St. Louis County delays refugee decision to May

People crowd the Duluth Courthouse for Tuesday’s St. Louis County Board meeting, where commissioners voted to delay a vote on refugee resettlement until May.

In a vote that split among rural areas and urban Duluth commissioners, the St. Louis County Board tabled a decision on allowing refugee resettlement until its May 26 meeting in Buhl.

The 4-3 vote to delay a decision came after more than three hours of public testimony at the Duluth Courthouse, and left commissioners ready to support resettlement visibly frustrated. Public comments at the hearing favored the measure at a rate of more than 2-to-1, with people lining the walls, sitting in the boardroom aisles and standing in the hallway to witness the meeting.

Commissioner Keith Nelson of Virginia motioned to delay and was seconded by Commissioner Keith Musolf of Duluth. Musolf’s district lies primarily outside of Duluth city proper near Hermantown.

Newly seated Board Chair Mike Jugovich, of Hibbing, and Commissioner Paul McDonald, of Ely, also voted to table the item.

“There’s so much information,” Musolf said in seconding the motion. A video of the hearing was made available on YouTube by Duluth PACT, the city’s public access television station. “It’s only fair to make a proper decision here.”

Delaying the vote did not sit well with at least two Duluth commissioners, Vice Chair Beth Olson and Commissioner Frank Jewell.

Following the vote, Jewell stood up and asked for a personal privilege, while Nelson tried to request a lunch break, leading to one of the more tense moments of the late morning.

“Commissioner Jewell, everything I say, you’re offended by,” Nelson said. “Take a break. Take a pill for that.”

After breaking for lunch, that moment continued outside the boardroom. According to the Duluth News Tribune, Nelson, Jewell and Olson were in a “confrontation” that ended with Nelson holding his hands up and walking away from his fellow commissioners.

"I'm furious; I'm absolutely furious," Olson told the DNT. "I am emboldened and impassioned to fight like hell."

Jewell told the newspaper that Nelson orchestrated the delay.

"We're going to go up to Buhl, so that Keith can gather a whole bunch of people from Buhl," Jewell said. "I'm frustrated. We should have never delayed after making people wait for [so long]."

An issue across the state

Six other counties in Minnesota held votes on the refugee resettlement question Tuesday, and it gained support in Nobles, Murray, Dakota and Hennepin. Stearns County voted to table the issue until its next meeting.

Beltrami County on Tuesday night was the first county in Minnesota to deny refugee resettlement with a 3-2 vote.

In St. Louis County, those urging the board to consent to resettlement made appeals of humanity and compassion for refugees that have gone through hardships.

Fittingly, the vote came on the first anniversary of former Commissioner Tom Rukavina’s death, who in his final letter to the Timberjay newspaper, heralded the contribution of refugees to Minnesota, the Iron Range and the care he received at the University of Minnesota Medical Center.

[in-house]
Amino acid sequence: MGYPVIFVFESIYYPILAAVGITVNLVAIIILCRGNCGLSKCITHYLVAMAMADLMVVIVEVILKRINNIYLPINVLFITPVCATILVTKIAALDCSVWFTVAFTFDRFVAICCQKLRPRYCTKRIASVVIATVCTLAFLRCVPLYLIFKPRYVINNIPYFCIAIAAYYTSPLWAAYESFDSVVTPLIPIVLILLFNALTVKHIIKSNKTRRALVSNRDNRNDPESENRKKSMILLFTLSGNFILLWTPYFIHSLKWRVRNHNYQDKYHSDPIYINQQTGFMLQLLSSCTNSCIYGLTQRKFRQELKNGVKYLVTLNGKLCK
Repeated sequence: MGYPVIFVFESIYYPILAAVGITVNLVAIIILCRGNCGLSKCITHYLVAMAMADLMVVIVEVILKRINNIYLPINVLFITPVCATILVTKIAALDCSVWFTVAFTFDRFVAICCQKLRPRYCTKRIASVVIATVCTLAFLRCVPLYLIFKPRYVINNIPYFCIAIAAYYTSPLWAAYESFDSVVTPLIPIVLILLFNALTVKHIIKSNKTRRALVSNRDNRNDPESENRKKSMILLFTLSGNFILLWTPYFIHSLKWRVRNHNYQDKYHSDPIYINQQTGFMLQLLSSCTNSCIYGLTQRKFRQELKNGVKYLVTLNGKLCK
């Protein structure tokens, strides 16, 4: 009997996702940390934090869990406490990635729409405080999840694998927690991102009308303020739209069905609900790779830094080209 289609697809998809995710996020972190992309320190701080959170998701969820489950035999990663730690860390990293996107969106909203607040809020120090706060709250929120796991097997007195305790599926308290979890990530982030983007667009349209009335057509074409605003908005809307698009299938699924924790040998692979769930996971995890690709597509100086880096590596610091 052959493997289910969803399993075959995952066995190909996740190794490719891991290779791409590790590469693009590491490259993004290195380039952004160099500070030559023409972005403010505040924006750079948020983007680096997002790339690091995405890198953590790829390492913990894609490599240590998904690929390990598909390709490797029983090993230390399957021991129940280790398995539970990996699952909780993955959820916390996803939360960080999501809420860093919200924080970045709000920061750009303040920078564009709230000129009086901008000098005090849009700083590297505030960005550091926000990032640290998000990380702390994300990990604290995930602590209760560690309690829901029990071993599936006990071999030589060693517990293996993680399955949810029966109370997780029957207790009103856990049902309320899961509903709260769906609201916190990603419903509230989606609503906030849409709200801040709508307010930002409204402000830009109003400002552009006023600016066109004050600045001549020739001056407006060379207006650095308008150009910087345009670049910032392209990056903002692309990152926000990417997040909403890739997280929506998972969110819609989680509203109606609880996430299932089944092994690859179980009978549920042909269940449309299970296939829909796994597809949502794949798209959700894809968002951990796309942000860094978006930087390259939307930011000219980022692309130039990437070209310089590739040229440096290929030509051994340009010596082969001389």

Bob Rutko, of Aurora, reminded the commissioners of Rukavina’s words by reading the letter, which stated, in part: “My hope is that someday, the descendants of those people who are currently creating so much hardship for our new immigrants, will learn that people are people no matter their color, religion or country of origin. That they are good people coming to the land of the free for the same reason our ancestors did.”

Opposition to resettlement was mostly focused on the cost to taxpayers, a theme commonly found across the state.

Hennepin County Commissioner Jeff Johnson, who won the Republican nomination in Minnesota’s 2018 gubernatorial race, cited cost and process concerns in his lone vote against granting consent. The Hennepin County Board approved resettlement by a 6-1 margin.

Gerald Williams, of Virginia, who spoke during Tuesday’s public testimony in Duluth, cited increasing taxes and pressure on social security dependent seniors as reasons for his opposition. Williams said he’s self-employed and works seven days a week to keep his head above water.

“We don’t have the resources. We don’t have the income,” he said. “We can’t take care of our own people. We don’t take care of own people.”

Trump orders consent

Counties are voting on the issue of refugee resettlement after an executive order issued by President Donald J. Trump in September 2019 that requires states and counties to consent or opt out of resettlement consideration.

Resettlement agencies must submit their placement strategies to the U.S. Department of State by the end of January, based on the letters of consent they receive. Those decisions take effect June 1, and refugees will not be placed in states and counties that do not provide written consent to the order by then.

St. Louis County is a low-priority location for refugee resettlement and no one with refugee status — designated as immigrants displaced by persecution, war, violence, famine or catastrophe — has landed in the county in the last five years, according to the Minnesota Department of Human Services. There is no resettlement agency within 50 miles of the county, meaning refugees would need to have family members in the region to settle.

Minnesota Gov. Tim Walz submitted a letter to the Trump administration last month consenting to refugees settling within the state. An outspoken critic of the president’s immigration policies, Walz said the letter that “The inn is not full in Minnesota.”

The Duluth News Tribune contributed to this report from the Duluth Courthouse.


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